POSTCARD FROMVIETNAM/NEW ZEALAND – PART IV
You guys may remember Lisa went off to Vietnam, bought a bike and headed off into the sunset? Now she’s biking in NZ, and still checking in with FB… I’ve had the privilege of touring the best roads NZ has to offer over the past couple of weeks on a BMW F700GS. Every day has been a new adventure creating memories firmly fixed in my mind. There’s nothing quite like the freedom of the open road.
I landed in New Zealand after a manic few weeks touring across Vietnam on a little 110cc Honda replica. I bought myself a GN 250 for the economy, but mainly because I couldn’t afford to buy a bigger bike. The second-hand market in NZ simply isn’t comparable to the UK, but the one advantage is that bikes over here are well looked after, refurbished and retain their value.
I had the opportunity to ride a GS and jumped at the chance. The two weeks I have spent on the BMW F700GS (courtesy of Paradise Motorcycle Tours), has been an experience which I won’t forget in a hurry.
I tried my hand at off-roading with a group that had a much better clue than me when it came to water crossings. Explored rem mote and dusty tracks, which ev ven the guys said were not of a bbeginner standard and I have th rown my heart and soul into ev very bend of the sealed tarmac on n the best road in the world, in my humble opinion.
The road to Milford Sound, U NESCO World Heritage Site is de eemed the most dangerous ro oad in NZ. Why, I asked? BecauseB of ‘tourists’ apparently. It t didn’t particularly inspire me withw hope... As long as I can remember I have wanted to visit Fiordland National Park. The road became exciting from Te Anau. With the water glimmering off the surface of the lake I could make out the innermost peaks of Fiordland. Featuring long wide stretches of pretty empty roads, which seemed to disappear at the foot of the mountains only to bend around expanding into another valley. The river followed the contours and I disappeared into the forest through arches of beech trees with light strobing through the leaves. Bend after glorious bend the tyres clung to the road, the clouds whisping below the summits and my heart beating emphatically in my chest. It was a mystical experience, the sun creating a yellow haze through the clouds and the river rumbling in the valley.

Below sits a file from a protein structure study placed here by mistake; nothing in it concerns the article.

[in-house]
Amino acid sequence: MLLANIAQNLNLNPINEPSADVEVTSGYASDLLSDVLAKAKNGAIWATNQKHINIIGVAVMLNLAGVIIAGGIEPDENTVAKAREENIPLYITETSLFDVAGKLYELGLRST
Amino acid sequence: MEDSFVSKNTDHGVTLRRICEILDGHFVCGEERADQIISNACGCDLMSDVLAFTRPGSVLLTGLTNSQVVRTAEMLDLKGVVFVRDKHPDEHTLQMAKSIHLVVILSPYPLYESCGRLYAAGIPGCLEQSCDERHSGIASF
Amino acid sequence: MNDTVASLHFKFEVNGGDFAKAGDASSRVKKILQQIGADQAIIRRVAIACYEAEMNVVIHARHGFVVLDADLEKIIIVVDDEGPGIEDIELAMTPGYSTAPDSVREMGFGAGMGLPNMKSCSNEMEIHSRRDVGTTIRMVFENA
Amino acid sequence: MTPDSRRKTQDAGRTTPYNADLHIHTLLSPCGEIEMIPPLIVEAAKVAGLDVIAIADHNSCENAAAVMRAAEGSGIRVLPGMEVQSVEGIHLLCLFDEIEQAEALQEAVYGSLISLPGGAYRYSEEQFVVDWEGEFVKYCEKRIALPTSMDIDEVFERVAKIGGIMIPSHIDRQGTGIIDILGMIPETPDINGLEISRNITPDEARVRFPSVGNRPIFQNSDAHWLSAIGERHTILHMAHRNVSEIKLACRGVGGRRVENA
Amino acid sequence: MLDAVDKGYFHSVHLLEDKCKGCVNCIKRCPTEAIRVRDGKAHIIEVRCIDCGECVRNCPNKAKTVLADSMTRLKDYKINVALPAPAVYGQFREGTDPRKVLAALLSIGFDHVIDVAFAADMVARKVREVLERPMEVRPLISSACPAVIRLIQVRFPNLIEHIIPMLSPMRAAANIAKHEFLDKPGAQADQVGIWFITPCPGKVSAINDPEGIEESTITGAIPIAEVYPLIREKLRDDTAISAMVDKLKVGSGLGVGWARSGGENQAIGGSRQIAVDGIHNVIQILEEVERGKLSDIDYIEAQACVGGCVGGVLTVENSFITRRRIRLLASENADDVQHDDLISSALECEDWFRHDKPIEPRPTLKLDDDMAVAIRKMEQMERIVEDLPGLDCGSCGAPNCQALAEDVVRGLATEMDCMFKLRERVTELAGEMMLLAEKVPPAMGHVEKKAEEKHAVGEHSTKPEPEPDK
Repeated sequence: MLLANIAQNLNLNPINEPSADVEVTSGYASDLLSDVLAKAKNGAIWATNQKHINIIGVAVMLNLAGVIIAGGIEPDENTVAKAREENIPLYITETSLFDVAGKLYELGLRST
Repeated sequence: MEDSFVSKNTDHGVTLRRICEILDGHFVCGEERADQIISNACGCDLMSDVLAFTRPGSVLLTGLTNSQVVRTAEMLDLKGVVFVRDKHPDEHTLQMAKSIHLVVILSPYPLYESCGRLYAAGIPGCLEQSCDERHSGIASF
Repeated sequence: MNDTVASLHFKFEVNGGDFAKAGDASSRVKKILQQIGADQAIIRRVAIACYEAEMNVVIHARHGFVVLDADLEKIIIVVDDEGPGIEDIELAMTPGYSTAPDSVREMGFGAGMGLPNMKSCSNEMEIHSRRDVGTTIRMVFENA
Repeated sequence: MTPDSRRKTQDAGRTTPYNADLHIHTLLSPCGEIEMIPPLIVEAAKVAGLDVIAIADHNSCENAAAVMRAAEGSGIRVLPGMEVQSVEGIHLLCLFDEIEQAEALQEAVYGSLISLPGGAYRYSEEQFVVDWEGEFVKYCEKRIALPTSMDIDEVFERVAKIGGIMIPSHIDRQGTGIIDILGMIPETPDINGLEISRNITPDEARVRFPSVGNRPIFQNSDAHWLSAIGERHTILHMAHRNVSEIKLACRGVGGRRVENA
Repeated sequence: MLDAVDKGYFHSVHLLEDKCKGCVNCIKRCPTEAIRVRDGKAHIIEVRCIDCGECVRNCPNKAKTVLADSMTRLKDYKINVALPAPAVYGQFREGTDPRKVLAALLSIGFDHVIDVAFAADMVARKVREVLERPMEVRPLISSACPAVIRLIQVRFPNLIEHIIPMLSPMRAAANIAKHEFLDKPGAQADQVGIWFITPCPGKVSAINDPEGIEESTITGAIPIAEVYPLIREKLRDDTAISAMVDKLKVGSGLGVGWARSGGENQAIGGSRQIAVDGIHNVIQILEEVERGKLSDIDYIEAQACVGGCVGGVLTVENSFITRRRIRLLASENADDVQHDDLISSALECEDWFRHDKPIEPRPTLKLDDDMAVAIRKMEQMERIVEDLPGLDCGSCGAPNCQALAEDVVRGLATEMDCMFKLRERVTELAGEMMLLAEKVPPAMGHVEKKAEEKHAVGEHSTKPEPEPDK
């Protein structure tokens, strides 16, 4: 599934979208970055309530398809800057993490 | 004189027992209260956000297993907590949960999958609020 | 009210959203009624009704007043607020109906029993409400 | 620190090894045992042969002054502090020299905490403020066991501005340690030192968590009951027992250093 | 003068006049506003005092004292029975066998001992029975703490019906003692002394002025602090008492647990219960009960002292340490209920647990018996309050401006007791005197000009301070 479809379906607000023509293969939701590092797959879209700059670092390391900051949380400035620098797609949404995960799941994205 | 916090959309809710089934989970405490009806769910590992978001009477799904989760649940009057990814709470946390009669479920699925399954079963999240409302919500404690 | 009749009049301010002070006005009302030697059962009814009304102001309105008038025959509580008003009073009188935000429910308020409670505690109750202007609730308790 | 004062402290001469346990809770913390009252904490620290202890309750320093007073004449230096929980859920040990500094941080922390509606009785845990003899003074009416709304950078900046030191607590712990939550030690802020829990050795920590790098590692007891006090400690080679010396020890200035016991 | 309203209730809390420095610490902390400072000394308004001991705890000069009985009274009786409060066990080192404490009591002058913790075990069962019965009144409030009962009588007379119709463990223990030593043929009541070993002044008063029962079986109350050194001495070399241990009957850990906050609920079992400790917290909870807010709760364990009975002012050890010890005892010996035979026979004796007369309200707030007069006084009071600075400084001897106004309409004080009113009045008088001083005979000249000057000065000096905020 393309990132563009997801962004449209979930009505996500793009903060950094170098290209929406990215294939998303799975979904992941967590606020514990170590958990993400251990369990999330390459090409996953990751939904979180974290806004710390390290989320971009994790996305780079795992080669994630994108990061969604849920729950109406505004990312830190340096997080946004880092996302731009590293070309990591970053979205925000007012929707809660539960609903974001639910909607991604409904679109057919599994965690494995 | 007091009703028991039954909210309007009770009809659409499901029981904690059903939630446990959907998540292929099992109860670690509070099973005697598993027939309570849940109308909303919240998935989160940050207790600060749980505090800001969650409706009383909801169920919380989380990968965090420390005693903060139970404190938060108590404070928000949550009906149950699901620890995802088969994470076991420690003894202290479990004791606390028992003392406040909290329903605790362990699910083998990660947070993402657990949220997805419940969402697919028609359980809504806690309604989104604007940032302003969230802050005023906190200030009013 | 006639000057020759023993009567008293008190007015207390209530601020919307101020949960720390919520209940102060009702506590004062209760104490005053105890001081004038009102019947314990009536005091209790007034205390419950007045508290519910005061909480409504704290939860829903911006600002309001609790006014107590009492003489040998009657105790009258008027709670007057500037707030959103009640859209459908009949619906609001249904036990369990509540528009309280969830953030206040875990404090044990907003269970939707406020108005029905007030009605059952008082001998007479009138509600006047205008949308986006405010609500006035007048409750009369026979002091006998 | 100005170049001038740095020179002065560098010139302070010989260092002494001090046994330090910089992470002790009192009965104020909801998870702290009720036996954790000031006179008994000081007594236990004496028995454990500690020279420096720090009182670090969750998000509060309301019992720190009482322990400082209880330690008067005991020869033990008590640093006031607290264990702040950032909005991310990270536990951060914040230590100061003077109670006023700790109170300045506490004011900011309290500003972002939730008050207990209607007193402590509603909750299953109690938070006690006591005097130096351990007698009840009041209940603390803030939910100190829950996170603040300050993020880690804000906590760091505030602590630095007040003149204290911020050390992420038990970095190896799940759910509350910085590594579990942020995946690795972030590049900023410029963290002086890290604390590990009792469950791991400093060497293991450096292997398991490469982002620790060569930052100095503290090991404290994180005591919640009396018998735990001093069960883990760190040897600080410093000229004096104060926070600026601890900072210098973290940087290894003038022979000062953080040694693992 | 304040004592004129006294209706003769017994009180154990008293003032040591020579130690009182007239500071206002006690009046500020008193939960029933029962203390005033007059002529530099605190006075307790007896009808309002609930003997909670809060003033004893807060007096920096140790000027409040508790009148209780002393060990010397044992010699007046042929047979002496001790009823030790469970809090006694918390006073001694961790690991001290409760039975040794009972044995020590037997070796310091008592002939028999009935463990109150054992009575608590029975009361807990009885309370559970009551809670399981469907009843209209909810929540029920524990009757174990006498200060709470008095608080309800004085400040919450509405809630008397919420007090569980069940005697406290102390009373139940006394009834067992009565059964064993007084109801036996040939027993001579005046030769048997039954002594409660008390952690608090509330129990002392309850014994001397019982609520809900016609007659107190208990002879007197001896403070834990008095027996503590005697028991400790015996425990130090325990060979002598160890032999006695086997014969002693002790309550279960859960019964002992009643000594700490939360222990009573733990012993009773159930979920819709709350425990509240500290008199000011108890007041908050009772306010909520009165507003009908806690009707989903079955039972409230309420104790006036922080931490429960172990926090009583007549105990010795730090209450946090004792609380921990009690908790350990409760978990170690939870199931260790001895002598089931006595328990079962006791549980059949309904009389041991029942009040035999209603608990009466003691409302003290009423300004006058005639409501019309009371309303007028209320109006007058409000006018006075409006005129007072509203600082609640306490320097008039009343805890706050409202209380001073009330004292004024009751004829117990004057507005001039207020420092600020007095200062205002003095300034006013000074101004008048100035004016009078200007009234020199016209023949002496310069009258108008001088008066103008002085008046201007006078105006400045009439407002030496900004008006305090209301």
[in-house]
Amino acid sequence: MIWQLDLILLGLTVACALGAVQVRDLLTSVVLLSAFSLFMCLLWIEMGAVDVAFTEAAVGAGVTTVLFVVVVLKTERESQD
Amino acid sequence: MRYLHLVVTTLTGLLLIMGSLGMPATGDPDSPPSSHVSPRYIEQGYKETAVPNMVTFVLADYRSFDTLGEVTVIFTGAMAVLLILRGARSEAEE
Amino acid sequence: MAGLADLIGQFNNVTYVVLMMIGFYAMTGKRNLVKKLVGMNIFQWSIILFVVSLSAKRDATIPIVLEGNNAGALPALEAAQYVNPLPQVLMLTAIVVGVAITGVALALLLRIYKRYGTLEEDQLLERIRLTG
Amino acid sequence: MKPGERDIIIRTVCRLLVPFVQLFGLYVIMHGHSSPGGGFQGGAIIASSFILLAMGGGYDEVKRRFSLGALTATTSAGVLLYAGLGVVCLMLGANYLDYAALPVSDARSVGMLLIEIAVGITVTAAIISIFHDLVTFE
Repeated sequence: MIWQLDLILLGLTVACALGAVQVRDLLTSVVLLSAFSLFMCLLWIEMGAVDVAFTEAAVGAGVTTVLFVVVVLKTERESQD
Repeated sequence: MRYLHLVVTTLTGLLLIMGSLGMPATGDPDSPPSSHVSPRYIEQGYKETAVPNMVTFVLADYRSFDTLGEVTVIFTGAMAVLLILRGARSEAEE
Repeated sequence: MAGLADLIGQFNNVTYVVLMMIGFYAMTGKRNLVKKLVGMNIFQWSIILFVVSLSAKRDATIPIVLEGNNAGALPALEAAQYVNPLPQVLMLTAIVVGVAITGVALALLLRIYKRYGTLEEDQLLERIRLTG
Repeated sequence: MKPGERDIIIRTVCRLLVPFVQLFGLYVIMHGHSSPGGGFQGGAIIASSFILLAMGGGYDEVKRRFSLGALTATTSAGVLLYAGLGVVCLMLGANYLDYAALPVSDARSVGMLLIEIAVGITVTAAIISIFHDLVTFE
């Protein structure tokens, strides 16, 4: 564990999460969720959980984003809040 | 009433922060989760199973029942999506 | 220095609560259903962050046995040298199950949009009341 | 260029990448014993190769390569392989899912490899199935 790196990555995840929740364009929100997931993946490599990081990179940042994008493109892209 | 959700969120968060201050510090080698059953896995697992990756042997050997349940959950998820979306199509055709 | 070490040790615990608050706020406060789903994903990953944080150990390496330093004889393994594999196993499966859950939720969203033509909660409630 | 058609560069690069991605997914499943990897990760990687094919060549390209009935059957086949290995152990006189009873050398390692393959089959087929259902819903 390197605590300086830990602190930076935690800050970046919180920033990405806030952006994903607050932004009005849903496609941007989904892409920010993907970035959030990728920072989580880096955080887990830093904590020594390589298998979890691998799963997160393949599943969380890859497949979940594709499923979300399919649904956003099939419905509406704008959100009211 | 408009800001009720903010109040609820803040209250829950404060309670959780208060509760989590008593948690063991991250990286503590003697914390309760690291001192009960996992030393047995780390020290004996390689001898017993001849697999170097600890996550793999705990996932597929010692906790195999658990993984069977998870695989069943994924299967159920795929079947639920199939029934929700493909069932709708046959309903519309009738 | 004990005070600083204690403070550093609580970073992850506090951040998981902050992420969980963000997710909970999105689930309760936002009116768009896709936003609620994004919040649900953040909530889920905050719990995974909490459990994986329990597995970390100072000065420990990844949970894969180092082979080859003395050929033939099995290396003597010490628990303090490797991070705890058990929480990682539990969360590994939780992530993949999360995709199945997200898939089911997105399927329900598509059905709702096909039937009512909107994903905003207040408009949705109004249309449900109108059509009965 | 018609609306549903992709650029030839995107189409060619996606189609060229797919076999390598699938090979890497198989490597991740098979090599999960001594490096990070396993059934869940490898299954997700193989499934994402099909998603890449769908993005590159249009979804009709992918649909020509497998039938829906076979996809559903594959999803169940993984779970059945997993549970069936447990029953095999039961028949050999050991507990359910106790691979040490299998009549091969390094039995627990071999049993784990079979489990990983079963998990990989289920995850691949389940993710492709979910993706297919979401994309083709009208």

Looking up, on either side grey granite faces shimmered and ice sheets hung from the peaks as though they might bellow down and crush me. I was looking up 1,000m and it made me feel small! Reaching the Homer tunnel at 980m altitude I entered on the green signal. 1.2km on the other side I was greeted by a Kea bird, swooped down to check me out. I gazed down at the view where the road appeared and disappeared at angles which looked as though they didn’t belong to the same road at all.
I laughed out loud, shook my head and began the descent into Milford Sound. That night I stayed in Milford. One road in and one road out. I took a boat trip on the Fiord the following morning and marvelled at the place from a different perspective. This is one place everyone ought to put on their bucket list, if only for the amazing ride itself.